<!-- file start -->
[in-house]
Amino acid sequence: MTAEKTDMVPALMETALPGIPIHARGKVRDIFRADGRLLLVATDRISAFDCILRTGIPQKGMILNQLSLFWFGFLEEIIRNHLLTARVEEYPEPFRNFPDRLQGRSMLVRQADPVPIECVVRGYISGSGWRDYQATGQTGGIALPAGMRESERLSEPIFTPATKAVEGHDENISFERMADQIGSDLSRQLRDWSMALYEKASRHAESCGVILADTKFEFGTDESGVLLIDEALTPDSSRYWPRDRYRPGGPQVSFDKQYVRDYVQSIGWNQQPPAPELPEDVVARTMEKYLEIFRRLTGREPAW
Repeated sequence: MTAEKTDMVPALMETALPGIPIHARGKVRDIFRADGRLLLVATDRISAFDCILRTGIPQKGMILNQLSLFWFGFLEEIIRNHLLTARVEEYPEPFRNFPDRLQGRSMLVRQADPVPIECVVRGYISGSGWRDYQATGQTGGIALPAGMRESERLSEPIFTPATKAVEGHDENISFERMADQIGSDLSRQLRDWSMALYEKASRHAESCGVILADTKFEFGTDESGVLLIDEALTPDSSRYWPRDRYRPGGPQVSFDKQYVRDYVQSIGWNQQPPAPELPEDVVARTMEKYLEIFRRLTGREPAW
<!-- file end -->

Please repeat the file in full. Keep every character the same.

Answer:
[in-house]
Amino acid sequence: MTAEKTDMVPALMETALPGIPIHARGKVRDIFRADGRLLLVATDRISAFDCILRTGIPQKGMILNQLSLFWFGFLEEIIRNHLLTARVEEYPEPFRNFPDRLQGRSMLVRQADPVPIECVVRGYISGSGWRDYQATGQTGGIALPAGMRESERLSEPIFTPATKAVEGHDENISFERMADQIGSDLSRQLRDWSMALYEKASRHAESCGVILADTKFEFGTDESGVLLIDEALTPDSSRYWPRDRYRPGGPQVSFDKQYVRDYVQSIGWNQQPPAPELPEDVVARTMEKYLEIFRRLTGREPAW
Repeated sequence: MTAEKTDMVPALMETALPGIPIHARGKVRDIFRADGRLLLVATDRISAFDCILRTGIPQKGMILNQLSLFWFGFLEEIIRNHLLTARVEEYPEPFRNFPDRLQGRSMLVRQADPVPIECVVRGYISGSGWRDYQATGQTGGIALPAGMRESERLSEPIFTPATKAVEGHDENISFERMADQIGSDLSRQLRDWSMALYEKASRHAESCGVILADTKFEFGTDESGVLLIDEALTPDSSRYWPRDRYRPGGPQVSFDKQYVRDYVQSIGWNQQPPAPELPEDVVARTMEKYLEIFRRLTGREPAW